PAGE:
Interplay of Section 129 & 130 of CGST Act
Section 129 & 130 of CGST Act
Section 129 & 130 of the CGST Act. Both have a non-obstante clause. They start with “Notwithstanding anything contained in this Act”. If there can be some instances when both of these will be applicable.
The plain reading of Section 129 of the Act would indicate that the same talks about detention, seizure, and release of goods and conveyances in transit. On the other hand, Section 130 talks about the confiscation of goods or conveyances and levy of tax, penalty, and fine thereon. Both the sections, therefore, should be interpreted harmoniously keeping in mind the object and purpose behind the enactment thereof. For the purpose of invoking Section 129 of the Act, all that is required is “contravention of the provisions of the Act or the Rules”, whereas specific circumstances are set out in sub-section (1) of Section 130 for invoking the provisions relating to confiscation which are basically related to “intent to evade payment of tax”. Thus, we are clear about one thing in our mind that both these sections are independent of each other.
Section 130 of the Act provides for specific situations or causes leading to the confiscation of goods/conveyances. There are five precise causes for the confiscation of goods and/ or conveyances specified in this section and they are:
|Supply or receive goods in contravention of the Act or rules made thereunder||Resulting in actual evasion of tax|
|Not accounting for goods||Carrying a liability to payment of tax|
|Supply of goods liable to tax||Without applying for registration|
|Contravention of the provisions of Act or rules made thereunder||With intent to evade payment of tax|
|Use of conveyance as a means of transport/for the carriage of taxable goods||In contravention of the Act or rules made thereunder|
The interplay between these two sections, Section 129 & 130
In the case of the Synergy Fertichem department invoked the both of the sections. Practically in all cases of detention and seizure of goods and conveyance, the authorities would straightway invoke Section 130 of the Act and thereby would straightway issue a notice calling upon the owner of the goods or the owner of the conveyance to show-cause as to why the goods or the conveyance, as the case may be, should not be confiscated. Once such a notice under Section 130 of the Act is issued right at the inception, i.e, right at the time of detention and seizure, then the provisions of Section 129 of the Act pale into insignificance.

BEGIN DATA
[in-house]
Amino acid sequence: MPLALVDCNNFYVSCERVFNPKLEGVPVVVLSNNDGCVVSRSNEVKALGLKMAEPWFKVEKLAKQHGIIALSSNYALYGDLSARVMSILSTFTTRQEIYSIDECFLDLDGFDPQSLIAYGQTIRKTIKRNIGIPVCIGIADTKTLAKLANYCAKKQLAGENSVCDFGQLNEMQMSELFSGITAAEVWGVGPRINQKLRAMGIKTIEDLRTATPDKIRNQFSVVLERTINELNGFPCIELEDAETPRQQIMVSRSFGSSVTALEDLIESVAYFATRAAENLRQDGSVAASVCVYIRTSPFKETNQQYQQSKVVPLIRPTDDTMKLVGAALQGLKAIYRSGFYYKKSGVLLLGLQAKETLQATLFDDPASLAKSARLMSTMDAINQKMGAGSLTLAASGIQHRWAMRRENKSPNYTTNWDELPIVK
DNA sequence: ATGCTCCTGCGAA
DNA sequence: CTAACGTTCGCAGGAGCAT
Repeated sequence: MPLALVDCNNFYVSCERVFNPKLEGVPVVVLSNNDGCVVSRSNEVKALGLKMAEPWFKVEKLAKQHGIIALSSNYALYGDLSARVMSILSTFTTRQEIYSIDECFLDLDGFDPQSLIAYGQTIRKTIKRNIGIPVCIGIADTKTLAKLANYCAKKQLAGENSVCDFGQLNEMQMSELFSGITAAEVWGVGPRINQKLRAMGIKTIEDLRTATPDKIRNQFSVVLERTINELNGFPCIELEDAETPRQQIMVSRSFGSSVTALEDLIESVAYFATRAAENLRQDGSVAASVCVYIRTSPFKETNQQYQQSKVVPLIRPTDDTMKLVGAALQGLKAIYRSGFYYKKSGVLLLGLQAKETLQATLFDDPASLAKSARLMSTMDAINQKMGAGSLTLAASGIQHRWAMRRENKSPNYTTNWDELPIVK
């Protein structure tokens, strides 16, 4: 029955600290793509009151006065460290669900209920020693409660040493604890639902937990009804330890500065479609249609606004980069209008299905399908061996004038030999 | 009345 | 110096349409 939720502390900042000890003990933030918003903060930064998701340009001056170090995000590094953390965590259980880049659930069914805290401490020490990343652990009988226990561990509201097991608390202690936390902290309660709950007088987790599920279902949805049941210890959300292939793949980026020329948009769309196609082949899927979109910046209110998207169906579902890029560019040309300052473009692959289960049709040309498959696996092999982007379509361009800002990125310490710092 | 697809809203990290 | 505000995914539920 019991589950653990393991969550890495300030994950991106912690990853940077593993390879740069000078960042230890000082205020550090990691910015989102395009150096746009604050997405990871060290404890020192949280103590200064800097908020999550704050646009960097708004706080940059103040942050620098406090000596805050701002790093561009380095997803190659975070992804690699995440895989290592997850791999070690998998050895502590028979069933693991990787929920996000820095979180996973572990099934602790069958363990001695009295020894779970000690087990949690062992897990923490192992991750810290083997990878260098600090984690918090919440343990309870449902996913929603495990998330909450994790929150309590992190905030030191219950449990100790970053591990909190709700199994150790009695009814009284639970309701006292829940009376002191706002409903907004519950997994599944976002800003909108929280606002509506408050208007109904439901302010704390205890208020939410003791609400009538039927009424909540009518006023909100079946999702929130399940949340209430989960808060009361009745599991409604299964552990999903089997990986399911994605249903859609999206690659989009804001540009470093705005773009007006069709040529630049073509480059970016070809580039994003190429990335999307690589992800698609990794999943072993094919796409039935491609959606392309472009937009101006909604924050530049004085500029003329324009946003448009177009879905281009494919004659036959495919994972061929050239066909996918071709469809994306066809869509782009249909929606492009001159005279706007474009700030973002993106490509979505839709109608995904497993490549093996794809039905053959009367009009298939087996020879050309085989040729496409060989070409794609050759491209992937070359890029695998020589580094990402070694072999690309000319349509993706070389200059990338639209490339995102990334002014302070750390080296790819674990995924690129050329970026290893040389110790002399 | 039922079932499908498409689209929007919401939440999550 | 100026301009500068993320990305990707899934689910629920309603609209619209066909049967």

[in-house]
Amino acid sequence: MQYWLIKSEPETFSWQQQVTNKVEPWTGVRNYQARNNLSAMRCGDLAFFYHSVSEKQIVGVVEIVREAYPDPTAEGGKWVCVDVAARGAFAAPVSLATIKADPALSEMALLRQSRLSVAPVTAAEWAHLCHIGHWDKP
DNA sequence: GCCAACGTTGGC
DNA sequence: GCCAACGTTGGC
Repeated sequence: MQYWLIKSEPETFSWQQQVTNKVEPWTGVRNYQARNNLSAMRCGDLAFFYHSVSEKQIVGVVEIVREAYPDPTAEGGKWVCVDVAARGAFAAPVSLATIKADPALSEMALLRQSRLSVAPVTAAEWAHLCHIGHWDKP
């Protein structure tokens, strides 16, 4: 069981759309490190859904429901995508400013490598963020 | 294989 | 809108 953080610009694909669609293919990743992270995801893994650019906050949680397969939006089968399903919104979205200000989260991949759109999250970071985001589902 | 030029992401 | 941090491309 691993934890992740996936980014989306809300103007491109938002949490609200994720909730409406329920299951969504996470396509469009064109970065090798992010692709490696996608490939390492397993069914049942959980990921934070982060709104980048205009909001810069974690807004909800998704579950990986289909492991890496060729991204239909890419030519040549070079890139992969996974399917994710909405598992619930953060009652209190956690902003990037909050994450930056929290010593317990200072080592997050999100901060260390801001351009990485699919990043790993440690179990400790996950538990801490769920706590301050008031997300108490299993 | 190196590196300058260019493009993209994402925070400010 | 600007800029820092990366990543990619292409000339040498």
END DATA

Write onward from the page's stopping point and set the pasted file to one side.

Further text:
Section 129, clause (6) provides that if the tax and penalty is not paid within 14 days of detention or seizure, then further proceedings would be initiated in accordance with the provisions of Section 130.
The first thing the authorities need to look into closely is the nature of the contravention of the provisions of the Act or the Rules. The second step in the process for the authorities to examine closely is whether such contravention of the provisions of the Act or the Rules was with an intent to evade the payment of tax. Section 135 of the Act provides for the presumption of culpable mental state but such presumption is available to the department only in the cases of prosecution and not for the purpose of Section 130 of the Act.
For the purpose of issuing a notice of confiscation under Section 130 of the Act at the threshold, i.e,. at the stage of Section 129 of the Act itself, the case has to be of such a nature that on the face of the entire transaction, the authority concerned is convinced that the contravention was with a definite intent to evade payment of tax.